Welcome to Advising 101. In this series, we highlight a key concept each week that will help YOU become your teen’s best high school guidance counselor. For Homeschooling for College Credit parents, this series will help you navigate resourceful high school planning with skill and confidence.
Topic #4: Locked Catalog
What is it?
When people say that they want to “lock their catalog” or that your teen’s “catalog is locked” they are using slang. This phrase refers to the student’s catalog of record that is in effect when their matriculation begins.
Why is it important?
Locking a catalog “stops” the student’s graduation requirements from changing from that moment through graduation as long as certain conditions continue to be met. This means that if CLEP Analyzing and Interpreting Literature was worth college credit when your teen’s catalog is locked, it will always count for them, even if the college changes their policy in the future. As you can imagine, locking a catalog affords a student a good deal of certainty in many ways.
- Dual enrollment students are not entitled to having their catalog locked since they are not degree seeking and because they are not matriculated students, although it may happen as a matter of coincidence.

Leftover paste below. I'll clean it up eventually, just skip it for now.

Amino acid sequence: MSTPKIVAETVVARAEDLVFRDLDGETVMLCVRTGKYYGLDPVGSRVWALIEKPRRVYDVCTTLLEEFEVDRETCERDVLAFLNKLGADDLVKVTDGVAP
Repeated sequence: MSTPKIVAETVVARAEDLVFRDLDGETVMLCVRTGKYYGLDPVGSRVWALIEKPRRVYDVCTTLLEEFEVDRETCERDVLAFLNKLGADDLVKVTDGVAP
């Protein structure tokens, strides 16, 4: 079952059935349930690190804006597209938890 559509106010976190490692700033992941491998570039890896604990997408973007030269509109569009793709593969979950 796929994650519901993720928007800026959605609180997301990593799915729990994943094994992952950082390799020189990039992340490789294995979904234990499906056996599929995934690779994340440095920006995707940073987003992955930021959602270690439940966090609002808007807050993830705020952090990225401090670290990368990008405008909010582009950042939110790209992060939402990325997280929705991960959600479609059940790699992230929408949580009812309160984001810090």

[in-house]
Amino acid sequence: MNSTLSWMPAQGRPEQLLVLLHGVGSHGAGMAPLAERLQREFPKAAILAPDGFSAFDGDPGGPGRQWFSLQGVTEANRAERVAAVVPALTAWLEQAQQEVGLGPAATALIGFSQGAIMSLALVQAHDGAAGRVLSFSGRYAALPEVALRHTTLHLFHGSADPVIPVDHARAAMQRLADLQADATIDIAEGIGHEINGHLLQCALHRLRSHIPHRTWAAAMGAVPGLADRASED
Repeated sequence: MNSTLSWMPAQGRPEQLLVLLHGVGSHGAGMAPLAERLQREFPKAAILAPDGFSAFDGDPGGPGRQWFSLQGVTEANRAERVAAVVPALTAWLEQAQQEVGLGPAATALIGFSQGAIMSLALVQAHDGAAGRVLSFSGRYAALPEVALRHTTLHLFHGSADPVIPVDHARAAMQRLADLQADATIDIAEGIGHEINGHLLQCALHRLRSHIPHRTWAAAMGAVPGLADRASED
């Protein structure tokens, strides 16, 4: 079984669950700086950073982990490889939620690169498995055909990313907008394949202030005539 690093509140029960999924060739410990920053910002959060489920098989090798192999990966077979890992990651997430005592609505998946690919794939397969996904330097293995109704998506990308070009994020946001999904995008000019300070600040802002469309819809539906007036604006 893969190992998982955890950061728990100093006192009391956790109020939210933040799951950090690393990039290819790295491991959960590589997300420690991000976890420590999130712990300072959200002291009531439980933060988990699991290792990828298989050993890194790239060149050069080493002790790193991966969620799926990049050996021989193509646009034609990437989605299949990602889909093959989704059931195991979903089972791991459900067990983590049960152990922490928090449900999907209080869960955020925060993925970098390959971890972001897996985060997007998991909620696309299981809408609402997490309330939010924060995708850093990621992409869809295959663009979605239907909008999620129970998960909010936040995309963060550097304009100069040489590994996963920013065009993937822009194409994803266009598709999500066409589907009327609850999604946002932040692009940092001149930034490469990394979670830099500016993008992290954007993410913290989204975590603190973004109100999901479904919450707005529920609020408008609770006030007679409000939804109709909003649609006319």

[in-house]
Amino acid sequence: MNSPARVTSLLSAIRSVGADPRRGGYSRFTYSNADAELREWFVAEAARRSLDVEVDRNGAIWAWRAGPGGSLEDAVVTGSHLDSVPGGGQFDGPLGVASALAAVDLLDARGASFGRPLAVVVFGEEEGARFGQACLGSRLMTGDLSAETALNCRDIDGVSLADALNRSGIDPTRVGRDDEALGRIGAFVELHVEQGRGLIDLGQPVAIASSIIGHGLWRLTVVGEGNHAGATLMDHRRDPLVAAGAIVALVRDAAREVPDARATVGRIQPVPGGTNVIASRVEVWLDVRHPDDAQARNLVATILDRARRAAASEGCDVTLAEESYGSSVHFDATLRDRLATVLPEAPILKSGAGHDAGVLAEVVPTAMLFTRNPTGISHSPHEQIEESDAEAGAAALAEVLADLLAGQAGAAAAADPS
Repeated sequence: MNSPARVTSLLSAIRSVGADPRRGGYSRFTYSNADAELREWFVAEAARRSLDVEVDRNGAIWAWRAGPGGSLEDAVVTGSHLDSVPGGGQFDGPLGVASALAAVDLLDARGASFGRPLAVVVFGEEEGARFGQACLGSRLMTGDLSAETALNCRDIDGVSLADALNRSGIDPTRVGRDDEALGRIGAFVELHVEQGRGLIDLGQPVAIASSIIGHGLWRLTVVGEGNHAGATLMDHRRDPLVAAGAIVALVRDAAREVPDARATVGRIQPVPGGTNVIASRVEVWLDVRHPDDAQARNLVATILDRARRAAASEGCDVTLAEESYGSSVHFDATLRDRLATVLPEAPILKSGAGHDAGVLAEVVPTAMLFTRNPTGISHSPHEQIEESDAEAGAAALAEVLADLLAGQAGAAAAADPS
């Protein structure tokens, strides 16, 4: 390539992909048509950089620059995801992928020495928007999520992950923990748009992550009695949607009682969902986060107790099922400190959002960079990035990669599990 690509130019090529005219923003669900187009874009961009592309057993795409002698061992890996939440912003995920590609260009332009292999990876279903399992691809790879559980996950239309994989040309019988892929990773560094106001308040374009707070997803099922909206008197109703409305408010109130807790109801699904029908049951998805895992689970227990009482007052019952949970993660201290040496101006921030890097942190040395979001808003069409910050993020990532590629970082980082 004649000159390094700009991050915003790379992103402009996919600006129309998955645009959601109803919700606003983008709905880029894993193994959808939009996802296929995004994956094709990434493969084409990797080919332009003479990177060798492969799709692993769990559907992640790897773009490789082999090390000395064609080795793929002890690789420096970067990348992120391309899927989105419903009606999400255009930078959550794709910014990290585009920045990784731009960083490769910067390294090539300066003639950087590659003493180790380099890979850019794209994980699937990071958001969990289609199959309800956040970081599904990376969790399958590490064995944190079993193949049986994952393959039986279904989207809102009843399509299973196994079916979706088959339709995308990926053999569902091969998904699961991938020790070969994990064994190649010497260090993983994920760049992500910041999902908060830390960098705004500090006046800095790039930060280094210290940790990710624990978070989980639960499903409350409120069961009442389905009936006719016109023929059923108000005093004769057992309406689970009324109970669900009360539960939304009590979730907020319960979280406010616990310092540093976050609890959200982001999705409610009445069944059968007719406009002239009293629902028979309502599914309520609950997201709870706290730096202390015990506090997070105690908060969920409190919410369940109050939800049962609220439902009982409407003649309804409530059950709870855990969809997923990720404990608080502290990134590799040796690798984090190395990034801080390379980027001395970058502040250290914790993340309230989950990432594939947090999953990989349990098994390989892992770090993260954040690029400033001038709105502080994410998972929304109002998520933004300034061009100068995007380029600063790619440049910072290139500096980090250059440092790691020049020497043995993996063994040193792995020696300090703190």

- Dual enrollment students who are in an associate degree program fall under a gray area. Ask their DE advisor if they are bound by the current catalog of record.
- Continuing education students are not entitled to having their catalog locked since they are not degree seeking.
- Students who lose eligibility per their college’s criteria will lose their catalog and be subject to the new catalog in effect when they re-matriculate.
- Changing catalogs can have no impact or devastating impact, it all depends on the change!
- Academic catalogs change EVERY YEAR.
Criteria will differ by college, but you can expect criteria to include continuous full-time enrollment in the degree program. Students taking an approved leave of absence should not lose their catalog of record. Common ways to lose your catalog include dropping out, dropping below full-time, changing majors, or not meeting GPA minimum requirements for the college or your major.
I always try to be kind, warm, and careful to help give good advice when bad advice is given. The best advice you can give, or follow, for resourceful high school planning is to bring college credit into your homeschool first. Urging others to “check in advance” if certain classes, credits, or exams are “going to transfer” when teens are 2-3-4+ years away from matriculation promotes a false sense of security. Frankly, college won’t give you that guarantee, and even when we follow a current catalog to a tee, we have to be ready for possible changes in the years preceding enrollment.
Where do I find it?
A college’s website should include the Academic Catalog for that year. If it doesn’t, email the admissions department for the current version.